Emerging understanding about interactions between stem cells, scaffolds and morphogenic factors has accelerated translational research in the field of dental pulp tissue engineering. Dental pulp stem cells constitute a sub-population of cells endowed with self-renewal and multipotency. Dental pulp stem cells seeded in biodegradable scaffolds and exposed to dentin-derived morphogenic signals give rise to a pulp-like tissue capable of generating new dentin. Notably, dentin-derived proteins are sufficient to induce dental pulp stem cell differentiation into odontoblasts. Ongoing work is focused on developing ways of mobilizing dentin-derived proteins and disinfecting the root canal of necrotic teeth without compromising the morphogenic potential of these signaling molecules. On the other hand, dentin by itself does not appear to be capable of inducing endothelial differentiation of dental pulp stem cells, despite the well known presence of angiogenic factors in dentin. This is particularly relevant in the context of dental pulp tissue engineering in full root canals, where access to blood supply is limited to the apical foramina. To address this challenge, scientists are looking at ways to use the scaffold as a controlled release device for angiogenic factors. The aim of this manuscript is to present and discuss current strategies to functionalize injectable scaffolds and customize them for dental pulp tissue engineering. The long-term goal of this work is to develop stem cell-based therapies that enable the engineering of functional dental pulps capable of generating new tubular dentin in humans.
Tissue engineering; Regenerative Endodontics; Pulp biology; Dental pulp stem cells; Morphogenic signals; Angiogenesis; Dentin
The long-term outcome of patients with mucoepidermoid carcinoma is poor. Limited availability of cell lines and lack of xenograft models is considered a major barrier to improved mechanistic understanding of this disease and development of effective therapies.
To generate and characterize human mucoepidermoid carcinoma cell lines and xenograft models suitable for mechanistic and translational studies.
Five human mucoepidermoid carcinoma specimens were available for generation of cell lines. Cell line tumorigenic potential was assessed by transplantation and serial in vivo passaging in immunodeficient mice, and cell line authenticity verified by short tandem repeat (STR) profiling.
A unique pair of mucoepidermoid carcinoma cell lines was established from a local recurrence (UM-HMC-3A) and from the metastatic lymph node (UM-HMC-3B) of the same patient, 4 years after surgical removal of the primary tumor. These cell lines retained epithelial-like morphology through 100 passages in vitro, contain the Crtc1-Maml2 fusion oncogene (characteristic of mucoepidermoid carcinomas), and express the prototypic target of this fusion (NR4A2). Both cell lines generated xenograft tumors when transplanted into immunodeficient mice. Notably, the xenografts exhibited histological features and Periodic Acid Schiff (PAS) staining patterns that closely resembled those found in human tumors. STR profiling confirmed the origin and authenticity of these cell lines.
These data demonstrate the generation and characterization of a pair of tumorigenic salivary mucoepidermoid carcinoma cell lines representative of recurrence and lymph node metastasis. Such models are useful for mechanistic and translational studies that might contribute to the discovery of new therapies for mucoepidermoid carcinoma.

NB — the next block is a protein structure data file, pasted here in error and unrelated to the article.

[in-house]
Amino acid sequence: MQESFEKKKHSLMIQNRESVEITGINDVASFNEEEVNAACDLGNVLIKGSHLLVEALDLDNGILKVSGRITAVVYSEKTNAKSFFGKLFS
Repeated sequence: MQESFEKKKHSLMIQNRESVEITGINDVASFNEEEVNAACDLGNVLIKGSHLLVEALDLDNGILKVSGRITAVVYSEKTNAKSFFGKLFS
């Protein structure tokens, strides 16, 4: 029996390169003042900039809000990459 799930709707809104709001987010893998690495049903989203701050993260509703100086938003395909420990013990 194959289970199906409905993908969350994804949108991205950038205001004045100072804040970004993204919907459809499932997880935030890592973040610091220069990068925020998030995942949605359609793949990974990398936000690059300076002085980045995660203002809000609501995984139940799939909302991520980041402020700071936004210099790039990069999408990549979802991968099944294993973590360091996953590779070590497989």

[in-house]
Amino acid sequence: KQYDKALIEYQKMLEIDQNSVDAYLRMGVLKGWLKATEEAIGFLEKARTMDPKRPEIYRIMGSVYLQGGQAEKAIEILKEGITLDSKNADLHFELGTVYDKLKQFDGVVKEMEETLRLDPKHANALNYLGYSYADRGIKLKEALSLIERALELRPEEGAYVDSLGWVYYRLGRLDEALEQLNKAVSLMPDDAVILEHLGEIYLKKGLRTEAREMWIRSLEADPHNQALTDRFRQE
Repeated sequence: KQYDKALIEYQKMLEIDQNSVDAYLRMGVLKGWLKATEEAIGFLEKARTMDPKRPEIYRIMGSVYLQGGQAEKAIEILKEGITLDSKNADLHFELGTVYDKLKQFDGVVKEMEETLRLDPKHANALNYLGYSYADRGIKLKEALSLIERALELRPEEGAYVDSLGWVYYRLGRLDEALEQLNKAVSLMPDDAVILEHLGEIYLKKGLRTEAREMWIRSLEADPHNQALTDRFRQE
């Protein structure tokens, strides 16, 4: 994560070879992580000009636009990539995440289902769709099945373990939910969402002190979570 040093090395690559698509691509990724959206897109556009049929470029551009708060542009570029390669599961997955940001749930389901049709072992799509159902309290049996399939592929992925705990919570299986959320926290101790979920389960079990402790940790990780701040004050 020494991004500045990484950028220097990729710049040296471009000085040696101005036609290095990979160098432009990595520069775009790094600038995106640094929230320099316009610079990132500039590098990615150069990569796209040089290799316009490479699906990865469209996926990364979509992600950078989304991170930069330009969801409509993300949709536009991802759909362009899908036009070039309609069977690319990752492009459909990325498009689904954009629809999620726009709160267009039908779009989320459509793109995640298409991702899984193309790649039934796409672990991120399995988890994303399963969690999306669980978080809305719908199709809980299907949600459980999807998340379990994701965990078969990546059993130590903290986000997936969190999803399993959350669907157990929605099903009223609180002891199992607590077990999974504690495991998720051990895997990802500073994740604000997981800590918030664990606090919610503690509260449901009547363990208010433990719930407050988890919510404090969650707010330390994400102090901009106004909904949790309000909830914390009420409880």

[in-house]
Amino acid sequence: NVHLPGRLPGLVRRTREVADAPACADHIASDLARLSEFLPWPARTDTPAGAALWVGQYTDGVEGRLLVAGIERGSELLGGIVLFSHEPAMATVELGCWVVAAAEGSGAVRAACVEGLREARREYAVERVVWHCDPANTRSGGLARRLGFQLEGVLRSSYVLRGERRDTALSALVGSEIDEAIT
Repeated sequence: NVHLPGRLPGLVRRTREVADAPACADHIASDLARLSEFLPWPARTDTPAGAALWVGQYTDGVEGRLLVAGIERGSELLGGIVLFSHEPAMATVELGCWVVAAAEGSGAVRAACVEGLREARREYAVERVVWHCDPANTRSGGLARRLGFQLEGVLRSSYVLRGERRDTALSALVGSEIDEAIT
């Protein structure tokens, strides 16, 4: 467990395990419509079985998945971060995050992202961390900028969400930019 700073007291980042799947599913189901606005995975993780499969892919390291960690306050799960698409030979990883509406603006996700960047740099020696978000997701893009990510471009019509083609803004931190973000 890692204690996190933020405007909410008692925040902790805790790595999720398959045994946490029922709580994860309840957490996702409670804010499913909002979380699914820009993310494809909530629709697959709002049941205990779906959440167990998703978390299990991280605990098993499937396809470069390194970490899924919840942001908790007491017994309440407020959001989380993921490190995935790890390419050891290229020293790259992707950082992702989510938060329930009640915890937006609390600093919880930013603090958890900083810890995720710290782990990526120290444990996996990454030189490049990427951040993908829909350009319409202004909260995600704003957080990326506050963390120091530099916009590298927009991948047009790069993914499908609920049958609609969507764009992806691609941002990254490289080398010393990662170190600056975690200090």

Mouse models; Salivary gland cancer; Xenograft; Oral cancer; Crtc1-Maml2; Tumor recurrence; Metastasis
Cancers may contain a small sub-population of uniquely tumorigenic cells that exhibit self-renewal and multipotency, i.e. cancer stem cells (CSC). These cells reside in invasive fronts in close proximity to blood vessels in many tumors, including head and neck squamous cell carcinomas (HNSCC). Recent evidence suggests that CSC resist chemotherapy and “drive” local recurrence and metastatic spread. Notably, endothelial cell-initiated signaling is critical for the survival and self-renewal of CSC and may play a role in resistance to therapy. Therefore, patients with head and neck cancer might benefit from therapies that target the CSC directly or their supportive perivascular niche.
Tumorigenesis; Angiogenesis; Stemness; Oral cancer; Tumor initiation; Tumor microenvironment
Emerging evidence suggests the existence of a tumorigenic population of cancer cells that demonstrate stem cell-like properties such as self-renewal and multipotency. These cells, termed cancer stem cells (CSC), are able to both initiate and maintain tumor formation and progression. Studies have shown that CSC are resistant to traditional chemotherapy treatments preventing complete eradication of the tumor cell population. Following treatment, CSC are able to re-initiate tumor growth leading to patient relapse. Salivary gland cancers are relatively rare but constitute a highly significant public health issue due to the lack of effective treatments. In particular, patients with mucoepidermoid carcinoma or adenoid cystic carcinoma, the two most common salivary malignancies, have low long-term survival rates due to the lack of response to current therapies. Considering the role of CSC in resistance to therapy in other tumor types, it is possible that this unique sub-population of cells is involved in resistance of salivary gland tumors to treatment. Characterization of CSC can lead to better understanding of the pathobiology of salivary gland malignancies as well as to the development of more effective therapies. Here, we make a brief overview of the state-of-the-science in salivary gland cancer, and discuss possible implications of the cancer stem cell hypothesis to the treatment of salivary gland malignancies.